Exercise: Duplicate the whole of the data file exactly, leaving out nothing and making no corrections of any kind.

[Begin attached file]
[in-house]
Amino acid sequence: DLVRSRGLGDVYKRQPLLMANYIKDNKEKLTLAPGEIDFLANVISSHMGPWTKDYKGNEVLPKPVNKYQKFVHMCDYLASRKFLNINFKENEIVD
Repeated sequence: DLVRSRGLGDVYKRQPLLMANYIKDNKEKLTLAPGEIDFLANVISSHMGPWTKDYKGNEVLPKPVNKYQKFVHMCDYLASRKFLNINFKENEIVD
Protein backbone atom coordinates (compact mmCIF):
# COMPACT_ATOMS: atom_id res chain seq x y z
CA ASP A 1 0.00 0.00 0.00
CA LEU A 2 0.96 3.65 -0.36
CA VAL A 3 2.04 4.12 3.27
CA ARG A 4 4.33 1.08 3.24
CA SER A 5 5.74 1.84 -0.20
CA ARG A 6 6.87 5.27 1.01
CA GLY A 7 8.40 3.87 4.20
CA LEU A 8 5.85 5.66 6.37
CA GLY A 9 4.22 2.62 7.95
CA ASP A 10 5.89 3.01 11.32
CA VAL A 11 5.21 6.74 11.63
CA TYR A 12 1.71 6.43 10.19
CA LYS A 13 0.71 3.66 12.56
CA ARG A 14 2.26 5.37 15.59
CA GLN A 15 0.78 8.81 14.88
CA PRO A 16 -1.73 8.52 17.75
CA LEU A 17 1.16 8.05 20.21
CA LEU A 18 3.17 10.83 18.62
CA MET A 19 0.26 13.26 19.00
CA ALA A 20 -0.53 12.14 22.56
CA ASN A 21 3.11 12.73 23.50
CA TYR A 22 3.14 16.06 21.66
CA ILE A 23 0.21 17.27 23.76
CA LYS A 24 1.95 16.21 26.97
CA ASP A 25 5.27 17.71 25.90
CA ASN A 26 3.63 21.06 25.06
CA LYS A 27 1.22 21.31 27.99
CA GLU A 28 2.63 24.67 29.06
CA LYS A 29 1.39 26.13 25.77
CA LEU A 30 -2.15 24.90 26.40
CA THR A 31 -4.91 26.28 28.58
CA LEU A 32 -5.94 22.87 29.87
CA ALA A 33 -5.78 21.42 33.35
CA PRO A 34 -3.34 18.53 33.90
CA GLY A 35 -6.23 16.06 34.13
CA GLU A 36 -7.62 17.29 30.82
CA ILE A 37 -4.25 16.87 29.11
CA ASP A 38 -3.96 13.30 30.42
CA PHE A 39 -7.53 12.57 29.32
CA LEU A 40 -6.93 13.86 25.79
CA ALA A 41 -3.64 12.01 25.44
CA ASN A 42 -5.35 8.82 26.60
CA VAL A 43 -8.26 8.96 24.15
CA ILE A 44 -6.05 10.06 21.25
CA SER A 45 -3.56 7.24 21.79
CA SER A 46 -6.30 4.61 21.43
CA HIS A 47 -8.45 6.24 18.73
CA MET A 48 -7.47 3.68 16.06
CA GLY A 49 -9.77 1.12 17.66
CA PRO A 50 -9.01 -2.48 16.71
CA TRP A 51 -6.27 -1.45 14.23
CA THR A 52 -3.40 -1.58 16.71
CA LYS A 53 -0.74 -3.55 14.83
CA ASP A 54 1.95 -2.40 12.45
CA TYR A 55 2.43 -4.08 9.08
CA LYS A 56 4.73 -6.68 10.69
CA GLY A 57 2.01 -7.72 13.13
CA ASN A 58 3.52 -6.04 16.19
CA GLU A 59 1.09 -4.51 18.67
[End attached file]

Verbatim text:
[in-house]
Amino acid sequence: DLVRSRGLGDVYKRQPLLMANYIKDNKEKLTLAPGEIDFLANVISSHMGPWTKDYKGNEVLPKPVNKYQKFVHMCDYLASRKFLNINFKENEIVD
Repeated sequence: DLVRSRGLGDVYKRQPLLMANYIKDNKEKLTLAPGEIDFLANVISSHMGPWTKDYKGNEVLPKPVNKYQKFVHMCDYLASRKFLNINFKENEIVD
Protein backbone atom coordinates (compact mmCIF):
# COMPACT_ATOMS: atom_id res chain seq x y z
CA ASP A 1 0.00 0.00 0.00
CA LEU A 2 0.96 3.65 -0.36
CA VAL A 3 2.04 4.12 3.27
CA ARG A 4 4.33 1.08 3.24
CA SER A 5 5.74 1.84 -0.20
CA ARG A 6 6.87 5.27 1.01
CA GLY A 7 8.40 3.87 4.20
CA LEU A 8 5.85 5.66 6.37
CA GLY A 9 4.22 2.62 7.95
CA ASP A 10 5.89 3.01 11.32
CA VAL A 11 5.21 6.74 11.63
CA TYR A 12 1.71 6.43 10.19
CA LYS A 13 0.71 3.66 12.56
CA ARG A 14 2.26 5.37 15.59
CA GLN A 15 0.78 8.81 14.88
CA PRO A 16 -1.73 8.52 17.75
CA LEU A 17 1.16 8.05 20.21
CA LEU A 18 3.17 10.83 18.62
CA MET A 19 0.26 13.26 19.00
CA ALA A 20 -0.53 12.14 22.56
CA ASN A 21 3.11 12.73 23.50
CA TYR A 22 3.14 16.06 21.66
CA ILE A 23 0.21 17.27 23.76
CA LYS A 24 1.95 16.21 26.97
CA ASP A 25 5.27 17.71 25.90
CA ASN A 26 3.63 21.06 25.06
CA LYS A 27 1.22 21.31 27.99
CA GLU A 28 2.63 24.67 29.06
CA LYS A 29 1.39 26.13 25.77
CA LEU A 30 -2.15 24.90 26.40
CA THR A 31 -4.91 26.28 28.58
CA LEU A 32 -5.94 22.87 29.87
CA ALA A 33 -5.78 21.42 33.35
CA PRO A 34 -3.34 18.53 33.90
CA GLY A 35 -6.23 16.06 34.13
CA GLU A 36 -7.62 17.29 30.82
CA ILE A 37 -4.25 16.87 29.11
CA ASP A 38 -3.96 13.30 30.42
CA PHE A 39 -7.53 12.57 29.32
CA LEU A 40 -6.93 13.86 25.79
CA ALA A 41 -3.64 12.01 25.44
CA ASN A 42 -5.35 8.82 26.60
CA VAL A 43 -8.26 8.96 24.15
CA ILE A 44 -6.05 10.06 21.25
CA SER A 45 -3.56 7.24 21.79
CA SER A 46 -6.30 4.61 21.43
CA HIS A 47 -8.45 6.24 18.73
CA MET A 48 -7.47 3.68 16.06
CA GLY A 49 -9.77 1.12 17.66
CA PRO A 50 -9.01 -2.48 16.71
CA TRP A 51 -6.27 -1.45 14.23
CA THR A 52 -3.40 -1.58 16.71
CA LYS A 53 -0.74 -3.55 14.83
CA ASP A 54 1.95 -2.40 12.45
CA TYR A 55 2.43 -4.08 9.08
CA LYS A 56 4.73 -6.68 10.69
CA GLY A 57 2.01 -7.72 13.13
CA ASN A 58 3.52 -6.04 16.19
CA GLU A 59 1.09 -4.51 18.67